Swooning megapop from Britpop survivors

The arrival of an album from Dubstar, and one with the title ‘Two’ to boot, can understandably be expected to raise a forest of question marks. For starters, Sarah Blackwood and Chris Wilkie seem irrevocably welded to the Britpop era, what with sharing a label with Blur (Food) and playing their part in soundtracking the 1990s with the hit ‘Stars’ and its zeitgeist-riding mixture of mad-for-it dance beats and Cocteaus-style guitar swirling.

Even those who have followed the duo closely will know there have been times when it looked like the band might have disappeared altogether, although relations between the pair were still good enough for Wilkie to play guitar on Blackwood’s live solo debut. All in all, while it might seem a little perverse to call your fifth album ‘Two’, you can see why they might wish to create a year zero with 2018’s ‘One’ and stick to that plan.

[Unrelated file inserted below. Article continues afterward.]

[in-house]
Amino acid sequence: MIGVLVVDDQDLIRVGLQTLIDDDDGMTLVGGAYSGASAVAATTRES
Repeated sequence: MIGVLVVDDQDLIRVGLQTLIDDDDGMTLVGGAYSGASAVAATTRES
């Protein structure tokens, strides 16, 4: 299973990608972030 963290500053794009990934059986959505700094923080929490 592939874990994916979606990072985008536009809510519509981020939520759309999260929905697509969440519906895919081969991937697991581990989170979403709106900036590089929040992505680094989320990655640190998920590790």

Why are Dubstar still making music some 25 years on from their heyday? The proof is in the listening, and the briefest of encounters with ‘Two’ justifies its existence. A lot of that is surely down to the presence of Stephen Hague, producer to the Pet Shop Boys and New Order. Eminently qualified in the art of making beautiful, glamorous, middle-aged pop music, it takes the slightest flourish of piano and synthetic strings on the LP’s opening song ‘Token’ to leave its indelible mark.

What Hague has done is brought out the best in the pair’s songwriting, casting it in a timeless light. ‘Tectonic Plates’, with its Marr-esque guitar funkiness, and ‘I Can See You Outside’ could have been made any time between 1986 and 2022. There’s a dash of St Etienne’s effortlessness, a Pet Shop Boys-like bravery when it comes to heart-dropping chord changes, a bit of balls-out Italo house… and smiles all round, basically.

There are slower, more reflective moments like ‘Lighthouse’ and the stark, piano-led closer ‘Perfect Circle’ that ensure proceedings never get too formulaic, but even here Hague brings out a bold confidence that was never previously there, not even when he first worked with the band back in the 90s. ‘Two’? Too good to miss, more like.

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